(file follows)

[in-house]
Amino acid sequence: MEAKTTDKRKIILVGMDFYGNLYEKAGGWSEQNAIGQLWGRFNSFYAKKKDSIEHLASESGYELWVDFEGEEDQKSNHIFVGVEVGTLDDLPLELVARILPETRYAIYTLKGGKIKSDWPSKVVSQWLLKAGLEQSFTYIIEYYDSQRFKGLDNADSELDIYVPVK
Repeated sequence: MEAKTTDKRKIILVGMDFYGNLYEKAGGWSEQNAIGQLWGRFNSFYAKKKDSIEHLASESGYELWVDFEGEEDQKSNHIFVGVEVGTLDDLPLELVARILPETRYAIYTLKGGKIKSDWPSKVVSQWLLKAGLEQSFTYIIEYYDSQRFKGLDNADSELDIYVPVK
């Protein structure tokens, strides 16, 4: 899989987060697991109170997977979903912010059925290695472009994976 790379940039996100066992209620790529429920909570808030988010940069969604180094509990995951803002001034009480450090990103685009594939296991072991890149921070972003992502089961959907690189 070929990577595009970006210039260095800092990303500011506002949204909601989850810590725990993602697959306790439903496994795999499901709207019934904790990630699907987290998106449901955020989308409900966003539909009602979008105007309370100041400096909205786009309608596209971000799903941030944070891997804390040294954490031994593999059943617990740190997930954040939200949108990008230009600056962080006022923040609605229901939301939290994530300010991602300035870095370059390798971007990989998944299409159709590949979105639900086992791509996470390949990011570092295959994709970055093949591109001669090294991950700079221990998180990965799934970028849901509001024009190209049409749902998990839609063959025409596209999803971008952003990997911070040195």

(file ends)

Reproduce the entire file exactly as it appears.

[in-house]
Amino acid sequence: MEAKTTDKRKIILVGMDFYGNLYEKAGGWSEQNAIGQLWGRFNSFYAKKKDSIEHLASESGYELWVDFEGEEDQKSNHIFVGVEVGTLDDLPLELVARILPETRYAIYTLKGGKIKSDWPSKVVSQWLLKAGLEQSFTYIIEYYDSQRFKGLDNADSELDIYVPVK
Repeated sequence: MEAKTTDKRKIILVGMDFYGNLYEKAGGWSEQNAIGQLWGRFNSFYAKKKDSIEHLASESGYELWVDFEGEEDQKSNHIFVGVEVGTLDDLPLELVARILPETRYAIYTLKGGKIKSDWPSKVVSQWLLKAGLEQSFTYIIEYYDSQRFKGLDNADSELDIYVPVK
């Protein structure tokens, strides 16, 4: 899989987060697991109170997977979903912010059925290695472009994976 790379940039996100066992209620790529429920909570808030988010940069969604180094509990995951803002001034009480450090990103685009594939296991072991890149921070972003992502089961959907690189 070929990577595009970006210039260095800092990303500011506002949204909601989850810590725990993602697959306790439903496994795999499901709207019934904790990630699907987290998106449901955020989308409900966003539909009602979008105007309370100041400096909205786009309608596209971000799903941030944070891997804390040294954490031994593999059943617990740190997930954040939200949108990008230009600056962080006022923040609605229901939301939290994530300010991602300035870095370059390798971007990989998944299409159709590949979105639900086992791509996470390949990011570092295959994709970055093949591109001669090294991950700079221990998180990965799934970028849901509001024009190209049409749902998990839609063959025409596209999803971008952003990997911070040195």